Chemotherapy

Fig. 13.1

The catheterization method for intra-arterial infusion. (a, b) Catheterization into ECA near a tumor-feeding artery via STA (a) or a superior thyroid artery (b) with a straight catheter. (c) Catheterization into the tumor-feeding artery via a femoral artery using the Seldinger method. (d) Catheterization into the tumor-feeding artery via STA with a hook-shaped catheter. CCA common carotid artery, ICA internal carotid artery, ECA external carotid artery, LA lingual artery, FA facial artery, OA occipital artery, MA maxillary artery, STA superficial temporal artery

13.2 Conventional Intra-arterial Infusion via STA or a Superior Thyroid Artery (Catheterization into ECA)

Intra-arterial chemotherapy for head and neck cancer was first reported by Klopp et al. [1] and Sullivan et al. [2] in the 1950s. They reported insertion of a straight catheter into ECA via STA or a superior thyroid artery (Fig. 13.1a, b). The efficacy of treatment with intra-arterial chemotherapy has been reported [36].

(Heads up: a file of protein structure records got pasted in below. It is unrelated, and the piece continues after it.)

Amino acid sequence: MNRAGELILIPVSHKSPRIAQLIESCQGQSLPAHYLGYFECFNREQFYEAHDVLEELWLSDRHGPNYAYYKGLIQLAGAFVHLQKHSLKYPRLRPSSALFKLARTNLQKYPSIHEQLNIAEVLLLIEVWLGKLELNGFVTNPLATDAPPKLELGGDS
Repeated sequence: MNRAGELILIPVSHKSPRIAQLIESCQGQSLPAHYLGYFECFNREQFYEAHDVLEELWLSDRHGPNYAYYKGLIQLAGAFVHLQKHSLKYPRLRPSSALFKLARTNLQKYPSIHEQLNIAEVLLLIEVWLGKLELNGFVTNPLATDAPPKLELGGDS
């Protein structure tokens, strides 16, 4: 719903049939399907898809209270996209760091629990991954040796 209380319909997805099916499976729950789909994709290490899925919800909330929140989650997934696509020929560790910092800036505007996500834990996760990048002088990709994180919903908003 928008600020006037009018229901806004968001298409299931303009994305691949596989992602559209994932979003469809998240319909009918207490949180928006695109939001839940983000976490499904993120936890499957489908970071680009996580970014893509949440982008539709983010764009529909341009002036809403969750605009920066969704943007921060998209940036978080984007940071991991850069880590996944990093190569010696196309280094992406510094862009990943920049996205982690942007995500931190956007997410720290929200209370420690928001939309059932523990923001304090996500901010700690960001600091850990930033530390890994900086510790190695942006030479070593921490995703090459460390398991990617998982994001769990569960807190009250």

Flow of the anticancer agents to the tumor bed is unstable with this method, because the tip of the catheter may be easily displaced near the tumor-feeding artery in ECA by neck extension. The tip of a straight catheter is located slightly peripheral to the tumor-feeding artery in ECA (Fig. 13.2a), and the anticancer agents can be administered to the tumor with a manual one-shot injection of high pressure (Fig. 13.2b). On the other hand, anticancer agents cannot be administered to the tumor when a syringe pump is used because of low pressure (Fig. 13.2c).

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Fig. 13.2

(a) The tip of a straight catheter is located slightly peripheral to tumor-feeding artery. (b) The anticancer agents can be administered to the tumor with a manual one-shot injection of high pressure. (c) Anticancer agents cannot be administered to the tumor when a syringe pump is used because of low pressure

13.3 Superselective Intra-arterial Infusion via a Femoral Artery by the Seldinger Method